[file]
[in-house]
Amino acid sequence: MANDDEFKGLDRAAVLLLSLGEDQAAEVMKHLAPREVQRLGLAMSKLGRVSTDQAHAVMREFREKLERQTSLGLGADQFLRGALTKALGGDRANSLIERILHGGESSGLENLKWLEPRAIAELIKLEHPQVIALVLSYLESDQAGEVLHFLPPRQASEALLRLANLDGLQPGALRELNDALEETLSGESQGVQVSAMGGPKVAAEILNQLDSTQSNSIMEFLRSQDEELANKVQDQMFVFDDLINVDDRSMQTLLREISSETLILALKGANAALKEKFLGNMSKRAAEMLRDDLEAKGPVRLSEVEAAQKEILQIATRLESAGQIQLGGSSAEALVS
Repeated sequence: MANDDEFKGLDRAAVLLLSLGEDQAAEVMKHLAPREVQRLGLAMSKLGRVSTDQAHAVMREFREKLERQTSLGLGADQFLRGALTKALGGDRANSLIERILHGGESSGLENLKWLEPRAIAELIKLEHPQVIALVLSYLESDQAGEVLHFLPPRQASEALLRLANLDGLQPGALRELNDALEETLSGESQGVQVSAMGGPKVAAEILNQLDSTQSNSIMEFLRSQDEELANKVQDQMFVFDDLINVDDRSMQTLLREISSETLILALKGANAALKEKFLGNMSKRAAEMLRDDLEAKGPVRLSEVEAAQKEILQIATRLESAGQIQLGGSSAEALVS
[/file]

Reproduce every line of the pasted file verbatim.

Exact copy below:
[in-house]
Amino acid sequence: MANDDEFKGLDRAAVLLLSLGEDQAAEVMKHLAPREVQRLGLAMSKLGRVSTDQAHAVMREFREKLERQTSLGLGADQFLRGALTKALGGDRANSLIERILHGGESSGLENLKWLEPRAIAELIKLEHPQVIALVLSYLESDQAGEVLHFLPPRQASEALLRLANLDGLQPGALRELNDALEETLSGESQGVQVSAMGGPKVAAEILNQLDSTQSNSIMEFLRSQDEELANKVQDQMFVFDDLINVDDRSMQTLLREISSETLILALKGANAALKEKFLGNMSKRAAEMLRDDLEAKGPVRLSEVEAAQKEILQIATRLESAGQIQLGGSSAEALVS
Repeated sequence: MANDDEFKGLDRAAVLLLSLGEDQAAEVMKHLAPREVQRLGLAMSKLGRVSTDQAHAVMREFREKLERQTSLGLGADQFLRGALTKALGGDRANSLIERILHGGESSGLENLKWLEPRAIAELIKLEHPQVIALVLSYLESDQAGEVLHFLPPRQASEALLRLANLDGLQPGALRELNDALEETLSGESQGVQVSAMGGPKVAAEILNQLDSTQSNSIMEFLRSQDEELANKVQDQMFVFDDLINVDDRSMQTLLREISSETLILALKGANAALKEKFLGNMSKRAAEMLRDDLEAKGPVRLSEVEAAQKEILQIATRLESAGQIQLGGSSAEALVS